Insuretech CEOs imagining their growth

Before anyone asks, “is that some new insuretech I haven’t heard of? They’re literally building giant castles and insuring them”? No, nobody is insuring giant castles (…yet).

Today’s topic is unrealistic assumptions. Yes, that is often the topic when I discuss insuretech, I know. But this time it isn’t about optimistic assumptions. It is truly about unattainable ones. Like not understanding math unattainable. Like straight lining growth forever unattainable.

What’s the issue? These insuretechs think the reinsurance market is like the Federal government, meaning it has unlimited resources. Unless they have invented a printing press to make more reinsurers on demand, they are pursuing an unsustainable strategy. Reinsurance capacity doesn’t grow to the sky.

Tragedy of the Commons

I’m going to assume most readers have heard of the tragedy of the commons. You know, the one where the farmers have their cows graze on public land because it is a seemingly unlimited resource, but then they overconsume and eventually leave the land barren.

This situation is a little different in that one insuretech being too reliant on reinsurance doesn’t force another one to copy that model. The bigger difference compared to the textbook Tragedy is that the insuretech community is unaware that they are consuming a finite resource so remains unaware of the pending tragedy and thus will do nothing to prevent it.

You would think this would be blindingly obvious. Just as an army that marches too fast risks outrunning its supply lines or when Amazon grows too fast it risks outgrowing warehouse capacity, fast growing insurers risk outgrowing their infrastructure.

These are serious issues in other parts of the business as well, such as claims or IT processing capacity, but I assume the executives are aware of these issues and plan for them. Nobody even seems to be thinking about limits on reinsurance capacity as they grow even though it is arguably the biggest bottleneck they will face.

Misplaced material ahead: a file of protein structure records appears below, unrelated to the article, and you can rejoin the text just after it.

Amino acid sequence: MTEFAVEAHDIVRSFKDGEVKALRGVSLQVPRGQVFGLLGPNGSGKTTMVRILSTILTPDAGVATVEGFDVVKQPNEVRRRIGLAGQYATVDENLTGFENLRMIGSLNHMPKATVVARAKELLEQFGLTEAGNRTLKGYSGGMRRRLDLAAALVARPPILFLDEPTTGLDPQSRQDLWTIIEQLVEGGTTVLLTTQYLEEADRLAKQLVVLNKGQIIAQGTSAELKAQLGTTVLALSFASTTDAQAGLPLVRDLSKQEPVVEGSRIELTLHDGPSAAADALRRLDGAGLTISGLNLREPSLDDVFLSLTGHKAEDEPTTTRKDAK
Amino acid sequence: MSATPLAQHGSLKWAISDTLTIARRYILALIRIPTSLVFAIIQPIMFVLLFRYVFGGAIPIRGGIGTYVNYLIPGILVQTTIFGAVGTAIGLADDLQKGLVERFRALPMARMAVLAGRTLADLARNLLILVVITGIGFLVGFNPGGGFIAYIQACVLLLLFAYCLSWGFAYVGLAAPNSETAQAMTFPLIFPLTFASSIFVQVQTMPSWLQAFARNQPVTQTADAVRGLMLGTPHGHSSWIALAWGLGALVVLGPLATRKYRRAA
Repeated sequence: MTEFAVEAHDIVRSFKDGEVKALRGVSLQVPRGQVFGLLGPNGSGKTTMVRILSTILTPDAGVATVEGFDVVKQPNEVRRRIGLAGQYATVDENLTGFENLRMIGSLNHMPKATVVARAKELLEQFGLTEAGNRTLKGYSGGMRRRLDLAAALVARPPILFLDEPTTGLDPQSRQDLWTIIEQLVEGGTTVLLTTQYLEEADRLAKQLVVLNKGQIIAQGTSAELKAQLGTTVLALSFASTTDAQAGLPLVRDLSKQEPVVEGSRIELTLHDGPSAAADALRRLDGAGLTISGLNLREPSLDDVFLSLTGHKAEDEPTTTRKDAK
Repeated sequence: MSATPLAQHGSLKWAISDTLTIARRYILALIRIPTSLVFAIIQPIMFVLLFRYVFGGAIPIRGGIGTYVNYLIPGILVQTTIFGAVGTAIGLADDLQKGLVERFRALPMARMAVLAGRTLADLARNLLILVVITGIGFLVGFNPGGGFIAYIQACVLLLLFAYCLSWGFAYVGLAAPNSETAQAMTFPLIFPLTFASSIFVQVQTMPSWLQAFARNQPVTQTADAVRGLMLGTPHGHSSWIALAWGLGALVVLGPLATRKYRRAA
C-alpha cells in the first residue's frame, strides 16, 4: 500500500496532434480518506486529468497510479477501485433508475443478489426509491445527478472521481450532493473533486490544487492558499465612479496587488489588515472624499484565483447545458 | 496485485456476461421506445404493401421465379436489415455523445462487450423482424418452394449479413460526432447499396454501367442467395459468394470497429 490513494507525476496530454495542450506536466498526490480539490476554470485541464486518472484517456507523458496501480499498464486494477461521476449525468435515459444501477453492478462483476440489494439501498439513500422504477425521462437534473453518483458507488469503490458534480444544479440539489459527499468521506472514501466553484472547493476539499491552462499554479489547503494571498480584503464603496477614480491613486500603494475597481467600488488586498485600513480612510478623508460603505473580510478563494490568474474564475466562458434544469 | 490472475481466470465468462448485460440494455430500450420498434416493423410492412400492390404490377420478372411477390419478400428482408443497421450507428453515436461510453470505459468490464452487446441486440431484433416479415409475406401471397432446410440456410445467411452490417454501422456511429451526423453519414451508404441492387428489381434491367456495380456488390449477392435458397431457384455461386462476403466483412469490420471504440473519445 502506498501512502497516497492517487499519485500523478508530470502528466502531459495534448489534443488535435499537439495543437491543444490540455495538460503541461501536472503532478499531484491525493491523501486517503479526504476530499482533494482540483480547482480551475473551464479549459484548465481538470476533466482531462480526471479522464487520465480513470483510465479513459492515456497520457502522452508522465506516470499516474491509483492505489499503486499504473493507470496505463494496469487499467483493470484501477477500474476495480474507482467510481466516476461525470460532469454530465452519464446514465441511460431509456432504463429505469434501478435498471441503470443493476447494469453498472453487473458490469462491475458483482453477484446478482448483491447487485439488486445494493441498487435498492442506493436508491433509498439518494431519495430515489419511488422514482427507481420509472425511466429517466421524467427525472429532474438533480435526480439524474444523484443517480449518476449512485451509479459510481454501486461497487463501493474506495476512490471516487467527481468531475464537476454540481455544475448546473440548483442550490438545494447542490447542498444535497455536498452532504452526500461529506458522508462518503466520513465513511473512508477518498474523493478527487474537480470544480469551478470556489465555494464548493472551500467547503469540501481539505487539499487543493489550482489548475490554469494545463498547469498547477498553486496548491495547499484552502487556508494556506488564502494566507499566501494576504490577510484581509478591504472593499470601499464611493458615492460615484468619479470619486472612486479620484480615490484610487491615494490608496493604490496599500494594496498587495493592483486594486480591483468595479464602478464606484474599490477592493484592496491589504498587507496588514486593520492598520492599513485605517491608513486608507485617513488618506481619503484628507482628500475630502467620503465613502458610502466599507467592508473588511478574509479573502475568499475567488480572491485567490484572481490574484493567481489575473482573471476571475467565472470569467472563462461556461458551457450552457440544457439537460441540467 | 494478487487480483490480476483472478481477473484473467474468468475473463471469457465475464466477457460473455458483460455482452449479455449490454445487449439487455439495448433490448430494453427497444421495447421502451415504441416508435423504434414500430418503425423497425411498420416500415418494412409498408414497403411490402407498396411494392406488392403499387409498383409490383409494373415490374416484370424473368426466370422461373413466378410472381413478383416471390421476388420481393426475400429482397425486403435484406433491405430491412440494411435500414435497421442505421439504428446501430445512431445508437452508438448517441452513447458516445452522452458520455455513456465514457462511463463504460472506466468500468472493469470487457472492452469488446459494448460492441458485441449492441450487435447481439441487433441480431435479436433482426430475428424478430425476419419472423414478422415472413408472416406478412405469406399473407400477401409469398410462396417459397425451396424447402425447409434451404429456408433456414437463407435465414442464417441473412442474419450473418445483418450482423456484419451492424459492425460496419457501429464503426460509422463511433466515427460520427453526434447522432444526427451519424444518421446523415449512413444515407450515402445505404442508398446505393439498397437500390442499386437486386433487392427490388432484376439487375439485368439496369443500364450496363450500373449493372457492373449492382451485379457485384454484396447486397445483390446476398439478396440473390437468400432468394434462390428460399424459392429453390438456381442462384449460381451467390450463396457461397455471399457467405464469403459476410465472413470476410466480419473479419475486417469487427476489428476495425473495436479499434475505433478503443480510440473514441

The Tradeoffs of Quota Share Reinsurance

Before we dive into the numbers, let’s do a quick review of why reinsurers might hesitate to sell too much personal lines quota share reinsurance.

First, it has cat risk. While not as much as an XOL cover, it is a material part of the risk. Therefore, before a reinsurer agrees to a QS, it is going to compare the returns to deploying that cat capacity in XOL treaties.

And there is very clearly a limit on reinsurer’s cat capacity given rating agency requirements. The only way to increase cat capacity is to increase capital.

Speaking of capital, quota share cover eats up capital because you have both cat and attritional risk. Thus, you’re probably writing it at about 1:1 premium/surplus.

If you were going to compare QS to writing cat XOL, depending on market conditions, you can write about twice as much GPW to take on the same amount of cat risk. (I’ll spare you the math but if someone vehemently disagrees with that, let me know and I’ll review the assumptions)

In other words, $100M of QS cat is equivalent to $50M of XOL cat GPW. By the way, that calculation assumes the primary writer is profitable, which isn’t currently the case for insuretechs, so that’s another negative.

Thus, there are clear limits on quota share capacity the reinsurance market can provide. To write more for someone new, they have to reduce capacity to an existing client.

I guess you could hypothetically argue reinsurers will raise equity to write more insuretech QS, but that would be pretty foolish when insuretech’s cost of equity is far lower than any reinsurer.

How Big is the Common?

Today’s market has one giant quota share treaty. Farmers has a 25% treaty that produces about $5B of ceded premium. Of course, that is a stable company with predictable results.